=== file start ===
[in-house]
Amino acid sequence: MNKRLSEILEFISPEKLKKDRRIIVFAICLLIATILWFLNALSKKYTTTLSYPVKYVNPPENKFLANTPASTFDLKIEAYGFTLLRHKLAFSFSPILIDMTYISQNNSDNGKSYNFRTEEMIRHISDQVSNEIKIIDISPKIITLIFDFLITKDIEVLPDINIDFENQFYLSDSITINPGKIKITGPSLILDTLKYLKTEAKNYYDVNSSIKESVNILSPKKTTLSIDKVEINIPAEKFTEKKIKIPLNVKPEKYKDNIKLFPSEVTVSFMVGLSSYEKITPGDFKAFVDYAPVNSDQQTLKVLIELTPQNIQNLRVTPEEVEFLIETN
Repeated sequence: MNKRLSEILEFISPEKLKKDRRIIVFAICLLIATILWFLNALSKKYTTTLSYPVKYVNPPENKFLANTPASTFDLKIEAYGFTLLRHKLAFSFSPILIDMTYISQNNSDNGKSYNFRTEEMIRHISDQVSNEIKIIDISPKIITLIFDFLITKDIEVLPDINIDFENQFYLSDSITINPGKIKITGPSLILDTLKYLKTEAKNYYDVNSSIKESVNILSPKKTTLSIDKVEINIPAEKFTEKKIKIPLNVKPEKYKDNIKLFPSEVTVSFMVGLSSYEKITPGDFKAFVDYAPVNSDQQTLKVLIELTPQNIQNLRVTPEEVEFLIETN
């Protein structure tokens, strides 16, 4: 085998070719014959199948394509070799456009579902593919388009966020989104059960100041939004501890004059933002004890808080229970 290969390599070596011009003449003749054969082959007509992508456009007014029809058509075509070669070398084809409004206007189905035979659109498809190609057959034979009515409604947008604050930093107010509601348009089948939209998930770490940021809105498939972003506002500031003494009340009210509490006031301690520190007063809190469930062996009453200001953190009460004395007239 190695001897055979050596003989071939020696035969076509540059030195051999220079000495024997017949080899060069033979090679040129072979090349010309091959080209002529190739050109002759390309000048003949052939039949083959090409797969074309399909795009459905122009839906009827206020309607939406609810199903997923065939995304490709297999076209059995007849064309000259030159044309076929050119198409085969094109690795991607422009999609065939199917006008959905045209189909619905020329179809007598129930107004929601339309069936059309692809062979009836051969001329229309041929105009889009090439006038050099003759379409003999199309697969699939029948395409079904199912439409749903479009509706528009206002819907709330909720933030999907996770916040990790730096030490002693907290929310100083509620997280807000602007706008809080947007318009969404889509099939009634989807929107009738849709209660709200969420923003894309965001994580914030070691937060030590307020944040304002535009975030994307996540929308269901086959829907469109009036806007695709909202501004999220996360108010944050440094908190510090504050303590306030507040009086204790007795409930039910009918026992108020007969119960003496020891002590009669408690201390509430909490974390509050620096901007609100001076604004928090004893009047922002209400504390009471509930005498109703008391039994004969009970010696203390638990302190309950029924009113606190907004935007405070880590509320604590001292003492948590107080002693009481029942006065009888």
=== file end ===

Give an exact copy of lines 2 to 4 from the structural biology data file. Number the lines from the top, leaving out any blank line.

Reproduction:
Amino acid sequence: MNKRLSEILEFISPEKLKKDRRIIVFAICLLIATILWFLNALSKKYTTTLSYPVKYVNPPENKFLANTPASTFDLKIEAYGFTLLRHKLAFSFSPILIDMTYISQNNSDNGKSYNFRTEEMIRHISDQVSNEIKIIDISPKIITLIFDFLITKDIEVLPDINIDFENQFYLSDSITINPGKIKITGPSLILDTLKYLKTEAKNYYDVNSSIKESVNILSPKKTTLSIDKVEINIPAEKFTEKKIKIPLNVKPEKYKDNIKLFPSEVTVSFMVGLSSYEKITPGDFKAFVDYAPVNSDQQTLKVLIELTPQNIQNLRVTPEEVEFLIETN
Repeated sequence: MNKRLSEILEFISPEKLKKDRRIIVFAICLLIATILWFLNALSKKYTTTLSYPVKYVNPPENKFLANTPASTFDLKIEAYGFTLLRHKLAFSFSPILIDMTYISQNNSDNGKSYNFRTEEMIRHISDQVSNEIKIIDISPKIITLIFDFLITKDIEVLPDINIDFENQFYLSDSITINPGKIKITGPSLILDTLKYLKTEAKNYYDVNSSIKESVNILSPKKTTLSIDKVEINIPAEKFTEKKIKIPLNVKPEKYKDNIKLFPSEVTVSFMVGLSSYEKITPGDFKAFVDYAPVNSDQQTLKVLIELTPQNIQNLRVTPEEVEFLIETN
């Protein structure tokens, strides 16, 4: 085998070719014959199948394509070799456009579902593919388009966020989104059960100041939004501890004059933002004890808080229970 290969390599070596011009003449003749054969082959007509992508456009007014029809058509075509070669070398084809409004206007189905035979659109498809190609057959034979009515409604947008604050930093107010509601348009089948939209998930770490940021809105498939972003506002500031003494009340009210509490006031301690520190007063809190469930062996009453200001953190009460004395007239 190695001897055979050596003989071939020696035969076509540059030195051999220079000495024997017949080899060069033979090679040129072979090349010309091959080209002529190739050109002759390309000048003949052939039949083959090409797969074309399909795009459905122009839906009827206020309607939406609810199903997923065939995304490709297999076209059995007849064309000259030159044309076929050119198409085969094109690795991607422009999609065939199917006008959905045209189909619905020329179809007598129930107004929601339309069936059309692809062979009836051969001329229309041929105009889009090439006038050099003759379409003999199309697969699939029948395409079904199912439409749903479009509706528009206002819907709330909720933030999907996770916040990790730096030490002693907290929310100083509620997280807000602007706008809080947007318009969404889509099939009634989807929107009738849709209660709200969420923003894309965001994580914030070691937060030590307020944040304002535009975030994307996540929308269901086959829907469109009036806007695709909202501004999220996360108010944050440094908190510090504050303590306030507040009086204790007795409930039910009918026992108020007969119960003496020891002590009669408690201390509430909490974390509050620096901007609100001076604004928090004893009047922002209400504390009471509930005498109703008391039994004969009970010696203390638990302190309950029924009113606190907004935007405070880590509320604590001292003492948590107080002693009481029942006065009888």